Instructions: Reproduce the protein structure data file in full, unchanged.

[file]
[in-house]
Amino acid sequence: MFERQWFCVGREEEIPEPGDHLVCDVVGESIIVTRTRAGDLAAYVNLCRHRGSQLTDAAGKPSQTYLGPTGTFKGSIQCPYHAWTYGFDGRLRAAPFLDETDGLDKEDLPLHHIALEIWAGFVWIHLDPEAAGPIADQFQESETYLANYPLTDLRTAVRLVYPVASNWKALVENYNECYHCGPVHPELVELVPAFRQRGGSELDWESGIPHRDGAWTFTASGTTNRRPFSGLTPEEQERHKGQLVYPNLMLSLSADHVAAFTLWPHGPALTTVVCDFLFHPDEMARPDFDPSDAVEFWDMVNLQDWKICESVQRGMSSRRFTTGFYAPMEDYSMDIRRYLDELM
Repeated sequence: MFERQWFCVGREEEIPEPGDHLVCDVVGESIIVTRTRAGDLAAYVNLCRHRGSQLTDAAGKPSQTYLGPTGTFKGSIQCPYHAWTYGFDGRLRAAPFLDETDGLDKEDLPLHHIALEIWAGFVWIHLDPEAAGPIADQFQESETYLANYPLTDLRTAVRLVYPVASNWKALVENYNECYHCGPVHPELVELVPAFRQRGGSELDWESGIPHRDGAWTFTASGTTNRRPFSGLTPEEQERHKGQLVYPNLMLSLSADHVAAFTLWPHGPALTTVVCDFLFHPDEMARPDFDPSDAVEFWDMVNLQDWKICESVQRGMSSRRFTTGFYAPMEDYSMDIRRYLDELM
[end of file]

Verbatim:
[in-house]
Amino acid sequence: MFERQWFCVGREEEIPEPGDHLVCDVVGESIIVTRTRAGDLAAYVNLCRHRGSQLTDAAGKPSQTYLGPTGTFKGSIQCPYHAWTYGFDGRLRAAPFLDETDGLDKEDLPLHHIALEIWAGFVWIHLDPEAAGPIADQFQESETYLANYPLTDLRTAVRLVYPVASNWKALVENYNECYHCGPVHPELVELVPAFRQRGGSELDWESGIPHRDGAWTFTASGTTNRRPFSGLTPEEQERHKGQLVYPNLMLSLSADHVAAFTLWPHGPALTTVVCDFLFHPDEMARPDFDPSDAVEFWDMVNLQDWKICESVQRGMSSRRFTTGFYAPMEDYSMDIRRYLDELM
Repeated sequence: MFERQWFCVGREEEIPEPGDHLVCDVVGESIIVTRTRAGDLAAYVNLCRHRGSQLTDAAGKPSQTYLGPTGTFKGSIQCPYHAWTYGFDGRLRAAPFLDETDGLDKEDLPLHHIALEIWAGFVWIHLDPEAAGPIADQFQESETYLANYPLTDLRTAVRLVYPVASNWKALVENYNECYHCGPVHPELVELVPAFRQRGGSELDWESGIPHRDGAWTFTASGTTNRRPFSGLTPEEQERHKGQLVYPNLMLSLSADHVAAFTLWPHGPALTTVVCDFLFHPDEMARPDFDPSDAVEFWDMVNLQDWKICESVQRGMSSRRFTTGFYAPMEDYSMDIRRYLDELM